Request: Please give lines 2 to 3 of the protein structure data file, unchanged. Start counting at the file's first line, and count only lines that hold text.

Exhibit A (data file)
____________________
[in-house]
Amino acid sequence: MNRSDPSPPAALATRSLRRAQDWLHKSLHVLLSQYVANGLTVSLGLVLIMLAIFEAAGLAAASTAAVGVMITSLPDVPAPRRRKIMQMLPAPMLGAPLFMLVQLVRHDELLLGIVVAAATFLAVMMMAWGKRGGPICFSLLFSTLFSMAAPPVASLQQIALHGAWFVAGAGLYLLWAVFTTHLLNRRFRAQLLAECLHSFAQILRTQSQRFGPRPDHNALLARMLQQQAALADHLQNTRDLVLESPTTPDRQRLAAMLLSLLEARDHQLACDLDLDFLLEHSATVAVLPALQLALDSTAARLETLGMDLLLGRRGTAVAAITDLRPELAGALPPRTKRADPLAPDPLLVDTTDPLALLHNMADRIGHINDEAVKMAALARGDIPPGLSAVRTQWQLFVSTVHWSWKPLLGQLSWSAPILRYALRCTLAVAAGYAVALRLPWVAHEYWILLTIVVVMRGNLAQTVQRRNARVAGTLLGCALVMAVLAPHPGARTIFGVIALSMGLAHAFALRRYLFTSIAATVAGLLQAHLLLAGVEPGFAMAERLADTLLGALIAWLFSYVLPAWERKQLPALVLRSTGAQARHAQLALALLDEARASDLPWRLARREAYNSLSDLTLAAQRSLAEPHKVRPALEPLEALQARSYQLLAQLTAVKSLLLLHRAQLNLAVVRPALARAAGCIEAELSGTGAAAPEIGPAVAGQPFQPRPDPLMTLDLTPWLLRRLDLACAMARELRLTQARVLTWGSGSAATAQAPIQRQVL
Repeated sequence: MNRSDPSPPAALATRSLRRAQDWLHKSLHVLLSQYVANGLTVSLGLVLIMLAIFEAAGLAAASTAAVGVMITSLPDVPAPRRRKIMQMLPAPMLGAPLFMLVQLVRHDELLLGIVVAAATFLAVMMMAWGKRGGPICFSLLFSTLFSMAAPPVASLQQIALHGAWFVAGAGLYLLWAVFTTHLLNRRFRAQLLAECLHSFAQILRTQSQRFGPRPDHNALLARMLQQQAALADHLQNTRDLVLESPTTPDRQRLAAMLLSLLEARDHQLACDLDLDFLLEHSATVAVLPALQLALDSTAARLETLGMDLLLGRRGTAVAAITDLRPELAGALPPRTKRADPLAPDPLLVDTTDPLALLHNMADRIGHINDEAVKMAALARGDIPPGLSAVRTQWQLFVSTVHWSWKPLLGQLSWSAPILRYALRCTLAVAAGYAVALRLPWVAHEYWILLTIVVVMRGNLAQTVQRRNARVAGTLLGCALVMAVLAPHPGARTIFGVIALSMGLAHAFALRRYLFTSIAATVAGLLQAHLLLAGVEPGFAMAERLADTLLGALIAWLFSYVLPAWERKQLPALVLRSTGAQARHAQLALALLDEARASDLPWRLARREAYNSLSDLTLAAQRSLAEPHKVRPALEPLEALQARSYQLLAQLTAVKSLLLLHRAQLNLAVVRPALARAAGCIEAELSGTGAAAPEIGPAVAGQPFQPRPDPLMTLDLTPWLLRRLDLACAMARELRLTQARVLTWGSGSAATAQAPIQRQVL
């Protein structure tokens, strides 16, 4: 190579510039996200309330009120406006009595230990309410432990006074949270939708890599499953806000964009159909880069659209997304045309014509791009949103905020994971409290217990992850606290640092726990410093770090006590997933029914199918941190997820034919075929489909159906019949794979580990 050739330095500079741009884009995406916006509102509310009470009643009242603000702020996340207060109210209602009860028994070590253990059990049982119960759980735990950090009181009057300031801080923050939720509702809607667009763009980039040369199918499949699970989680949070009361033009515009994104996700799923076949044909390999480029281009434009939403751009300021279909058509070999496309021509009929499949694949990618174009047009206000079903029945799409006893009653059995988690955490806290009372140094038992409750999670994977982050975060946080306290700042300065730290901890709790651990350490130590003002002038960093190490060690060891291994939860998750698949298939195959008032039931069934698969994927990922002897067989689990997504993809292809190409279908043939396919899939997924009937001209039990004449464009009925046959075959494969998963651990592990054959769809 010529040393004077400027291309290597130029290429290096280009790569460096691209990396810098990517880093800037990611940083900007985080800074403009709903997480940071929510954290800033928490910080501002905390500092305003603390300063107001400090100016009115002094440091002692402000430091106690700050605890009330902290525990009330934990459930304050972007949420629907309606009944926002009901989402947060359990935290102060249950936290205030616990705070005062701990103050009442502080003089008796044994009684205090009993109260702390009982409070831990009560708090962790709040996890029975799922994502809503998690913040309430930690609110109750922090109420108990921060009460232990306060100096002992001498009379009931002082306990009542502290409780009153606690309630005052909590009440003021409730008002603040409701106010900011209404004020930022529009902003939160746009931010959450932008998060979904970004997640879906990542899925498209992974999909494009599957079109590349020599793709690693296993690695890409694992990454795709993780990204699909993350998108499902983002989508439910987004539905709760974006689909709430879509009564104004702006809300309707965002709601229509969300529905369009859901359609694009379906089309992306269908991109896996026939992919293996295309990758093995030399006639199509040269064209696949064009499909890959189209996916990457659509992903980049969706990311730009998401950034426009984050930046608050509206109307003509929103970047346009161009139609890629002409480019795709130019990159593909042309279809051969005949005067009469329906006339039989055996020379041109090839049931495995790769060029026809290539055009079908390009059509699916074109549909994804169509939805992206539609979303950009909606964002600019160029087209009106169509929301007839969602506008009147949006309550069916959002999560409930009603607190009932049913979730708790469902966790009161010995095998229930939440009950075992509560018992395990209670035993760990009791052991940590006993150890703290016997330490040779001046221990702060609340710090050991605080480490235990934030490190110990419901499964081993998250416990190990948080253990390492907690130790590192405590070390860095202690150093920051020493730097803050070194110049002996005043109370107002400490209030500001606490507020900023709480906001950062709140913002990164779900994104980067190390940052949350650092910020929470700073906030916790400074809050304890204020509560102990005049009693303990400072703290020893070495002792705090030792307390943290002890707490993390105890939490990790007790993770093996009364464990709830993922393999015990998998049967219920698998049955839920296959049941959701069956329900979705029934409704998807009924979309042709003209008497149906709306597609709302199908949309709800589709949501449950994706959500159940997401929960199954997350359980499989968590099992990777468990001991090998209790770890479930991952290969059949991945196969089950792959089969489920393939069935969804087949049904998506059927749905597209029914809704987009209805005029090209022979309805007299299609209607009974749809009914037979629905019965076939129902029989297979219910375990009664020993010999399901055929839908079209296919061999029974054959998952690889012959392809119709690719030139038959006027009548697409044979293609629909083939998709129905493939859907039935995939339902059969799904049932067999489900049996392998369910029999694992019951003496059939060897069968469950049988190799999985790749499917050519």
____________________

Amino acid sequence: MNRSDPSPPAALATRSLRRAQDWLHKSLHVLLSQYVANGLTVSLGLVLIMLAIFEAAGLAAASTAAVGVMITSLPDVPAPRRRKIMQMLPAPMLGAPLFMLVQLVRHDELLLGIVVAAATFLAVMMMAWGKRGGPICFSLLFSTLFSMAAPPVASLQQIALHGAWFVAGAGLYLLWAVFTTHLLNRRFRAQLLAECLHSFAQILRTQSQRFGPRPDHNALLARMLQQQAALADHLQNTRDLVLESPTTPDRQRLAAMLLSLLEARDHQLACDLDLDFLLEHSATVAVLPALQLALDSTAARLETLGMDLLLGRRGTAVAAITDLRPELAGALPPRTKRADPLAPDPLLVDTTDPLALLHNMADRIGHINDEAVKMAALARGDIPPGLSAVRTQWQLFVSTVHWSWKPLLGQLSWSAPILRYALRCTLAVAAGYAVALRLPWVAHEYWILLTIVVVMRGNLAQTVQRRNARVAGTLLGCALVMAVLAPHPGARTIFGVIALSMGLAHAFALRRYLFTSIAATVAGLLQAHLLLAGVEPGFAMAERLADTLLGALIAWLFSYVLPAWERKQLPALVLRSTGAQARHAQLALALLDEARASDLPWRLARREAYNSLSDLTLAAQRSLAEPHKVRPALEPLEALQARSYQLLAQLTAVKSLLLLHRAQLNLAVVRPALARAAGCIEAELSGTGAAAPEIGPAVAGQPFQPRPDPLMTLDLTPWLLRRLDLACAMARELRLTQARVLTWGSGSAATAQAPIQRQVL
Repeated sequence: MNRSDPSPPAALATRSLRRAQDWLHKSLHVLLSQYVANGLTVSLGLVLIMLAIFEAAGLAAASTAAVGVMITSLPDVPAPRRRKIMQMLPAPMLGAPLFMLVQLVRHDELLLGIVVAAATFLAVMMMAWGKRGGPICFSLLFSTLFSMAAPPVASLQQIALHGAWFVAGAGLYLLWAVFTTHLLNRRFRAQLLAECLHSFAQILRTQSQRFGPRPDHNALLARMLQQQAALADHLQNTRDLVLESPTTPDRQRLAAMLLSLLEARDHQLACDLDLDFLLEHSATVAVLPALQLALDSTAARLETLGMDLLLGRRGTAVAAITDLRPELAGALPPRTKRADPLAPDPLLVDTTDPLALLHNMADRIGHINDEAVKMAALARGDIPPGLSAVRTQWQLFVSTVHWSWKPLLGQLSWSAPILRYALRCTLAVAAGYAVALRLPWVAHEYWILLTIVVVMRGNLAQTVQRRNARVAGTLLGCALVMAVLAPHPGARTIFGVIALSMGLAHAFALRRYLFTSIAATVAGLLQAHLLLAGVEPGFAMAERLADTLLGALIAWLFSYVLPAWERKQLPALVLRSTGAQARHAQLALALLDEARASDLPWRLARREAYNSLSDLTLAAQRSLAEPHKVRPALEPLEALQARSYQLLAQLTAVKSLLLLHRAQLNLAVVRPALARAAGCIEAELSGTGAAAPEIGPAVAGQPFQPRPDPLMTLDLTPWLLRRLDLACAMARELRLTQARVLTWGSGSAATAQAPIQRQVL